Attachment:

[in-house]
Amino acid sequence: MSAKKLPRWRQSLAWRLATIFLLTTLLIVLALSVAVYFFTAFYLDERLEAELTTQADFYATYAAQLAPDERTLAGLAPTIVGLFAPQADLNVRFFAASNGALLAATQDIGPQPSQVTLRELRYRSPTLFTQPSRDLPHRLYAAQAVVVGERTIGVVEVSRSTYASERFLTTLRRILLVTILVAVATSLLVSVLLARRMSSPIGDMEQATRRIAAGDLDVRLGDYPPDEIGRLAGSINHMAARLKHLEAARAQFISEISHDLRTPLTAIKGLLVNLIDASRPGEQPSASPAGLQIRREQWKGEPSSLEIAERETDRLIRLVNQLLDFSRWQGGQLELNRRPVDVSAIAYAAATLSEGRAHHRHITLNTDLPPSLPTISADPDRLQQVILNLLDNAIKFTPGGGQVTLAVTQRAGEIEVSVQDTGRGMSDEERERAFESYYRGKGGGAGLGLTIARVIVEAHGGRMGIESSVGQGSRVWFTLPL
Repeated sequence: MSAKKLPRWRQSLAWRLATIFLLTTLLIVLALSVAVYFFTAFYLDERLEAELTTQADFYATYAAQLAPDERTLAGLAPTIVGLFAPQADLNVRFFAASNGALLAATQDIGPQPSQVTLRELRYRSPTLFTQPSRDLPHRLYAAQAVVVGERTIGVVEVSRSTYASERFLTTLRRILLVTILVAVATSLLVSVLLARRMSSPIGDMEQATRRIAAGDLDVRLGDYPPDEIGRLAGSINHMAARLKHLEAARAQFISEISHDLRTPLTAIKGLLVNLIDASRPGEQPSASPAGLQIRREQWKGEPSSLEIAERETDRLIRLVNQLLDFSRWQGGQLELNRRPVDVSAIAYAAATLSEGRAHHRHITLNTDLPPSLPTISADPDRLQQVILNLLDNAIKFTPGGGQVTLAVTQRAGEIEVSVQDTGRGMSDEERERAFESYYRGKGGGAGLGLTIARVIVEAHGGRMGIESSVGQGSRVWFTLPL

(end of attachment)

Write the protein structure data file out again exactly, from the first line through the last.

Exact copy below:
[in-house]
Amino acid sequence: MSAKKLPRWRQSLAWRLATIFLLTTLLIVLALSVAVYFFTAFYLDERLEAELTTQADFYATYAAQLAPDERTLAGLAPTIVGLFAPQADLNVRFFAASNGALLAATQDIGPQPSQVTLRELRYRSPTLFTQPSRDLPHRLYAAQAVVVGERTIGVVEVSRSTYASERFLTTLRRILLVTILVAVATSLLVSVLLARRMSSPIGDMEQATRRIAAGDLDVRLGDYPPDEIGRLAGSINHMAARLKHLEAARAQFISEISHDLRTPLTAIKGLLVNLIDASRPGEQPSASPAGLQIRREQWKGEPSSLEIAERETDRLIRLVNQLLDFSRWQGGQLELNRRPVDVSAIAYAAATLSEGRAHHRHITLNTDLPPSLPTISADPDRLQQVILNLLDNAIKFTPGGGQVTLAVTQRAGEIEVSVQDTGRGMSDEERERAFESYYRGKGGGAGLGLTIARVIVEAHGGRMGIESSVGQGSRVWFTLPL
Repeated sequence: MSAKKLPRWRQSLAWRLATIFLLTTLLIVLALSVAVYFFTAFYLDERLEAELTTQADFYATYAAQLAPDERTLAGLAPTIVGLFAPQADLNVRFFAASNGALLAATQDIGPQPSQVTLRELRYRSPTLFTQPSRDLPHRLYAAQAVVVGERTIGVVEVSRSTYASERFLTTLRRILLVTILVAVATSLLVSVLLARRMSSPIGDMEQATRRIAAGDLDVRLGDYPPDEIGRLAGSINHMAARLKHLEAARAQFISEISHDLRTPLTAIKGLLVNLIDASRPGEQPSASPAGLQIRREQWKGEPSSLEIAERETDRLIRLVNQLLDFSRWQGGQLELNRRPVDVSAIAYAAATLSEGRAHHRHITLNTDLPPSLPTISADPDRLQQVILNLLDNAIKFTPGGGQVTLAVTQRAGEIEVSVQDTGRGMSDEERERAFESYYRGKGGGAGLGLTIARVIVEAHGGRMGIESSVGQGSRVWFTLPL